In 1847, the Manchester branch of the Vegetarian Society held their first annual meeting and a banquet. At this banquet they ate macaroni omelette, onion and sage fritters, savoury pie, plum pudding, moulded rice, flummery [fruit pudding], and several other dishes. In the early 1880's, membership in the Vegetarian Society rose until it reached over 2,000. In 1889 there were estimated to be 52 vegetarian restaurants in England, 34 of them in London. In 1889, Gandhi became a member of the London Vegetarian Society.

The 20th Century

At the outbreak of the First World War, pacifism and vegetarianism became intertwined and vegetarianism suffered a bitter backlash from a society which saw refusal to fight as treason. Seventy vegetarian conscientious objectors died in prison because of harsh treatment, including their inability to survive on prison meals. A food strike eventually produced a vegetarian diet for prisoners.

For the remainder of this century, vegetarians have continued the struggle to put forward their message. In Canada, the Toronto Vegetarian Association was founded in 1945 and has flourished for 50 years. As history shows, vegetarianism has had its ups and downs. Surely, by the year 2000, we will be able to say with absolute certainty, "Now our time has surely come." 

Considering Vegetarianism?

There are primarily three main reasons why one should consider vegetarainism. These reasons are:
a) the animals
b) the enviorment
c) for the hungry and of course your health
Here are some very interesting points concerning these reasons:
Today's intensive confinement systems involve overcrowding, deprivation, mutilation (dehorning, branding, de-beaking, castration) and death. Nearly six billion animals are slaughtered every year to please the human appetite.
•Each one of the six billion animals killed every year is an individual, sentient being, fully capable of feeling the boredom, stress, pain, thirst, fear and panic imposed on him or her. The meat industry considers the animal a profit-making item, whose death is merely part of the production process.
•Experimenters can now genetically engineer, integrate, and eliminate certain characteristics and traits, in efforts to increase productivity in animals. Such manipulation causes pain and suffering, threatens the environment and public health, and disregards the intrinsic nature. •Dairy cows are forced to produce ten times the milk they would normally generate to feed their calves. The vast majority of U.S. dairy cows suffer from mastitis and other diseases of the udder.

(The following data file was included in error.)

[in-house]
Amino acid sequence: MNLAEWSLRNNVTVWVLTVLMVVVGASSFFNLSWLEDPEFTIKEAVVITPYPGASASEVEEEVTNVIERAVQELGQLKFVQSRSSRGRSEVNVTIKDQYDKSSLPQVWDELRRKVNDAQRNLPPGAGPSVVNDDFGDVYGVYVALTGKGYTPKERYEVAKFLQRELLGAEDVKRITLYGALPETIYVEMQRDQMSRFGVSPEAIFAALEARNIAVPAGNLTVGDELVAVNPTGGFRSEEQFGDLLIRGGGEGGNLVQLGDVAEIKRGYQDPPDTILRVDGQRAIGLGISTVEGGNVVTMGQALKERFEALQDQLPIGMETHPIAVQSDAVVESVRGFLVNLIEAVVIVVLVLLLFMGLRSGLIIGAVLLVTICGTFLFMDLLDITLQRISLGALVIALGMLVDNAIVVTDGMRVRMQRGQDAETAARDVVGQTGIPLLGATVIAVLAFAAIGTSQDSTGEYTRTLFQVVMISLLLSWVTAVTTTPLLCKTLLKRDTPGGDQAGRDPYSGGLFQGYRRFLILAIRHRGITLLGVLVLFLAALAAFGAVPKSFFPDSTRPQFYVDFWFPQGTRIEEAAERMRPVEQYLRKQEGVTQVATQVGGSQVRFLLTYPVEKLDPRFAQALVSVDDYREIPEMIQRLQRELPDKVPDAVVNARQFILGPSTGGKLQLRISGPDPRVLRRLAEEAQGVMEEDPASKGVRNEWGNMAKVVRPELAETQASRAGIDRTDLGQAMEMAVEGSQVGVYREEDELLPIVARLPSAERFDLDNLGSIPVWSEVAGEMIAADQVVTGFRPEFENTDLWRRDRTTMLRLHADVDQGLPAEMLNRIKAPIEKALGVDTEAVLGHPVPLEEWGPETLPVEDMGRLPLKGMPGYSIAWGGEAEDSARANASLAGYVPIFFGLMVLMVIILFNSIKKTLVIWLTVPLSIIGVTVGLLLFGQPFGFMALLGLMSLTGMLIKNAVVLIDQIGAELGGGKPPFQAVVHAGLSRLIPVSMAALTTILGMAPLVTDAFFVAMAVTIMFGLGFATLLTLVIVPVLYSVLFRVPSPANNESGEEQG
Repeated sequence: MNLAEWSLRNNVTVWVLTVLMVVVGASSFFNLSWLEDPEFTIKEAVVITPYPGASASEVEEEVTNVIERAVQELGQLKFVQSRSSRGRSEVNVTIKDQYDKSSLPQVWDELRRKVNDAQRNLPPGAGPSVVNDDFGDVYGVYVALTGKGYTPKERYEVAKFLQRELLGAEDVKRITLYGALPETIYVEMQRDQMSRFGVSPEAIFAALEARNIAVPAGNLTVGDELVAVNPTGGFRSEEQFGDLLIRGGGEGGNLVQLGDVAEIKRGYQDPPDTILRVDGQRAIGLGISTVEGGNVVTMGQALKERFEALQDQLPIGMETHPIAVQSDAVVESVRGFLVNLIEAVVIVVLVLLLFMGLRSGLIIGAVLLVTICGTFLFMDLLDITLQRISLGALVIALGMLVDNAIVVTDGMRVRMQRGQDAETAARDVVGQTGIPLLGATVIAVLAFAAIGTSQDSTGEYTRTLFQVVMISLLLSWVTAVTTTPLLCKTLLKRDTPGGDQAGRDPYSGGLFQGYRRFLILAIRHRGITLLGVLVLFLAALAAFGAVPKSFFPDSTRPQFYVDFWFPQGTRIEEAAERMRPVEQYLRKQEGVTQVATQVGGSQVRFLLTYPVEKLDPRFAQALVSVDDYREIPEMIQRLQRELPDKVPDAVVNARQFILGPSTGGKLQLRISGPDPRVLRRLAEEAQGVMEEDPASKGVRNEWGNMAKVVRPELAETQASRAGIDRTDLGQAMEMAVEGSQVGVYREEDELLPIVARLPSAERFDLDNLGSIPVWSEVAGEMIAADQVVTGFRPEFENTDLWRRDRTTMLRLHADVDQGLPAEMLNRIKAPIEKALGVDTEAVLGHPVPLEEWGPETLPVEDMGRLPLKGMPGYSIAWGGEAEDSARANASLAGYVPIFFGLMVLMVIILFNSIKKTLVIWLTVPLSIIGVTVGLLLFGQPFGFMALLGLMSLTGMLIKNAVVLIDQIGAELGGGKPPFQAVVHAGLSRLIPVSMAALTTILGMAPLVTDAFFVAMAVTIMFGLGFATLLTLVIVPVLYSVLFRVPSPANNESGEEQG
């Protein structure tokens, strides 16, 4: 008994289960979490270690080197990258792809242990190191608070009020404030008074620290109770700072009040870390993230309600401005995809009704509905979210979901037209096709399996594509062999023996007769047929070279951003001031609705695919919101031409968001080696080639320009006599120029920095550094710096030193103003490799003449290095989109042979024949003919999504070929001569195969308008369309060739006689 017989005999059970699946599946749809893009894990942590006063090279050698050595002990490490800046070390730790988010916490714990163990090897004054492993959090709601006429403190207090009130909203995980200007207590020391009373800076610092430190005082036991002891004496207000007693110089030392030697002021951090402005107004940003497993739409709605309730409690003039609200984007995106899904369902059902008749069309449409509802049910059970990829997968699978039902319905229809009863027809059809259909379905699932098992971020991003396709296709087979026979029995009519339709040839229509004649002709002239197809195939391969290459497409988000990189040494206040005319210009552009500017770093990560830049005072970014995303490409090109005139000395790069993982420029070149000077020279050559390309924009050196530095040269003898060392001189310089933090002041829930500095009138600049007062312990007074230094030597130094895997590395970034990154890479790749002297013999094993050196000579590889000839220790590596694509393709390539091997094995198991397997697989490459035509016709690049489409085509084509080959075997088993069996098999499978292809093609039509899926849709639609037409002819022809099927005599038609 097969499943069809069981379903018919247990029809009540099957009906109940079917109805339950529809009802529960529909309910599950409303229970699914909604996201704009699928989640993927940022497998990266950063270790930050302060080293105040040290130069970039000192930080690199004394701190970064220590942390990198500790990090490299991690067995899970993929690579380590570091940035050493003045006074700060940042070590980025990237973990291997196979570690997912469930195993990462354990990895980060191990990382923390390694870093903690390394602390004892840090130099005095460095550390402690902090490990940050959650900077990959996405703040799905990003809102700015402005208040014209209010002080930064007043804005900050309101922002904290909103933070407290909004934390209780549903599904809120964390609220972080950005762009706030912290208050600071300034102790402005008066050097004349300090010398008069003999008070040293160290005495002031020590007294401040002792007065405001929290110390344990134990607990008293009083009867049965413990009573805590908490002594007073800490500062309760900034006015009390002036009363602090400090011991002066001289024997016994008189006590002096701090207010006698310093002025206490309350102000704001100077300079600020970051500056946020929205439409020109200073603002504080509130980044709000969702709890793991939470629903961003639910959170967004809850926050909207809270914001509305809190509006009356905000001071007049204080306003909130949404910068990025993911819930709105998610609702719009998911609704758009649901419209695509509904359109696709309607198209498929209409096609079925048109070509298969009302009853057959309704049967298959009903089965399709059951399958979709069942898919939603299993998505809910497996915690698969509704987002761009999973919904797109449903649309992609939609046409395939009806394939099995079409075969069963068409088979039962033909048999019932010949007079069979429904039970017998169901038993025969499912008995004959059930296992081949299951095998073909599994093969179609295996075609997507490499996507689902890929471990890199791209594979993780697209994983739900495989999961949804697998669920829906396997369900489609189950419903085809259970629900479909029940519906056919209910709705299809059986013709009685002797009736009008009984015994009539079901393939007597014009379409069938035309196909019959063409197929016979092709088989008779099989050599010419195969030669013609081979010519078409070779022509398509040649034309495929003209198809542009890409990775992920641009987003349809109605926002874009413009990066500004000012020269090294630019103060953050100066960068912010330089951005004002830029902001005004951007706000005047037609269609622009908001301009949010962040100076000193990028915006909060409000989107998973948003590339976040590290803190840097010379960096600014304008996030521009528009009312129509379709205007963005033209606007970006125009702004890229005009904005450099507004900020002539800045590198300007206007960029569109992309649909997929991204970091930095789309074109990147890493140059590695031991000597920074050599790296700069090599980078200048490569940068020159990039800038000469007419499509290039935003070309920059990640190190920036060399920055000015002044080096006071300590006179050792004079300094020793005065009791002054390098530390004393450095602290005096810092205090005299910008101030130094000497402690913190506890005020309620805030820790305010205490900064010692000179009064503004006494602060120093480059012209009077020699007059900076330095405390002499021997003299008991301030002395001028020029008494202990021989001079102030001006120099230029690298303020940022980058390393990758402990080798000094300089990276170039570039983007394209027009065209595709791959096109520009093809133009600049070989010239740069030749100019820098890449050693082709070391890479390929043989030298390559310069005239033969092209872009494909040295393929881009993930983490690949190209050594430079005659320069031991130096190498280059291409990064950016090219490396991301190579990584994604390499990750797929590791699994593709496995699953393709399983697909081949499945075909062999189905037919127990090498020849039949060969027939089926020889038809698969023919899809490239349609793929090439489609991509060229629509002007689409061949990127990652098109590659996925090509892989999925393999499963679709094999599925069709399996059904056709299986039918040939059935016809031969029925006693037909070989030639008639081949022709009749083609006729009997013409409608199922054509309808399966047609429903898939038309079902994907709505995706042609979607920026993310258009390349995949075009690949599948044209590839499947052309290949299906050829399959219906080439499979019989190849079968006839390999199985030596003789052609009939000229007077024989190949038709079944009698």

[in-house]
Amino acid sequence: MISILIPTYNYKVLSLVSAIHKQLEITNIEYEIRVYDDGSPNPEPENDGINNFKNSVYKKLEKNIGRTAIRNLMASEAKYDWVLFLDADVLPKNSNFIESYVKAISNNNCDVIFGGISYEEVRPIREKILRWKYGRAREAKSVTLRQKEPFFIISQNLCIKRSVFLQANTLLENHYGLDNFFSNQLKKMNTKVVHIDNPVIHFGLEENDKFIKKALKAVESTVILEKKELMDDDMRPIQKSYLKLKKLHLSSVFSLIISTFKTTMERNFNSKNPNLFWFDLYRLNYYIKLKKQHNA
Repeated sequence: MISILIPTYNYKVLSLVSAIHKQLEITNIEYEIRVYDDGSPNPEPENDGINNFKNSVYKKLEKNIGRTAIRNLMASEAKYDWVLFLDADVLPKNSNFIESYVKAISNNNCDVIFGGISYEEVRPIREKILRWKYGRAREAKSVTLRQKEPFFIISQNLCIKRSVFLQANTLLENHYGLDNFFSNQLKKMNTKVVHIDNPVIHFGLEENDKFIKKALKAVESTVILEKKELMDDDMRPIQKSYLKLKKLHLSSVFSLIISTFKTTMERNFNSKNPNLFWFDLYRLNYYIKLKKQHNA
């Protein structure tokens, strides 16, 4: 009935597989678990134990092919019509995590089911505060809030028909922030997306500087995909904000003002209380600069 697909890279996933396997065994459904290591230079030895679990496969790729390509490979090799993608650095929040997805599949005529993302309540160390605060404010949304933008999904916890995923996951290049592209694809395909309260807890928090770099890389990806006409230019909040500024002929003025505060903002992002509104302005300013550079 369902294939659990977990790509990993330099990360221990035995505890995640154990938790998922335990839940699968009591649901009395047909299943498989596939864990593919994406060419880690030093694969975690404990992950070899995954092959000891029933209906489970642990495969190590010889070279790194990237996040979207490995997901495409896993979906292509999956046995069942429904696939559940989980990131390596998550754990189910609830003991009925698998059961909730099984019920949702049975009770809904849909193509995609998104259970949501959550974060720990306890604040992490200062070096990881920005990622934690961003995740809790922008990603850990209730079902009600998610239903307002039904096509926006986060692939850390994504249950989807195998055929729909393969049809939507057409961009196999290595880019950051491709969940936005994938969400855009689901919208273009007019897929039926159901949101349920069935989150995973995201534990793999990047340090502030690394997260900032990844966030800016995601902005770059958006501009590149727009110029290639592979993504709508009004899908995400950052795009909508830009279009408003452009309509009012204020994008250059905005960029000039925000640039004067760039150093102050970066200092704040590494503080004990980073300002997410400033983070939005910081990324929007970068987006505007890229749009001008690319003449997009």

•Male calves used in confinement veal production are taken from their mothers soon after birth chained by the neck, and kept without bedding in small slatted crates. For 16 weeks, they are immobilized, isolated, and fed iron- deficient diets so that their pale, tender flesh will appeal to gourmet appetites.
•Millions of fish are intensely raised in concrete pools called raceways, and allowed approximately a cubic foot of water per 12 oz. fish. The use of unregulated antibiotics to treat disease leads to a contaminated runoff that can contain harmful bacteria and parasites. It then enters adjoining streams polluting the native fish, and ultimately, the humans who eat them.
•Egg-laying chickens are crammed inside wire mesh cages so tightly they cannot stretch a wing. Their beaks are cut off with a hot blade to prevent feather- plucking and cannibalism which are neurotic behaviors caused by the stressful, inhumane conditions.
•Wild animals suffer, too, as grazing land encroaches their wild habitats. Predators such as wolves and coyotes are poisoned, trapped and shot by farmers and wildlife management officers who complain that cattle and sheep herds are jeopardized. Animal Damage Control, as it is called, costs more than simply compensating farmers for their occasional losses.
•Sows restrained in stalls barely bigger than their bodies, are continually impregnated and forced to produce piglets in intensive confinement. Living in their own filth on concrete floors, pigs suffer from pneumonia and lung damage and constant foot and ankle pain. Boars are castrated without pain killers or anesthesia.

For the environment...
Animal agriculture has devastated our natural environment, clearing the natural habitats of wild animals and polluting our remaining natural resources.
•More than 260 million acres of forest in the United States have been demolished in order to create cropland for animal-based agriculture.
•More than half of all water used for all purposes in the U.S. is used in livestock production.
•Much of the excrement from "food" animals (which amounts to 20 times as much fecal matter as human waste) flows unfiltered into our lakes and streams, polluting them.
•A University of California study shows that it takes 25 gallons of water to produce one pound of wheat; it takes 2,500 gallons to produce a pound of meat.
•More than four million acres of cropland are lost to erosion in the United States every year. Of this staggering topsoil loss, 85 percent is directly associated with livestock raising, i.e., over-grazing.

For hungry people worldwide...
90 percent of America's agricultural resources goes to feeding animals that could save human lives.
•If Americans reduced their intake of meat by 10%, 60 million people could be adequately fed by the grain saved.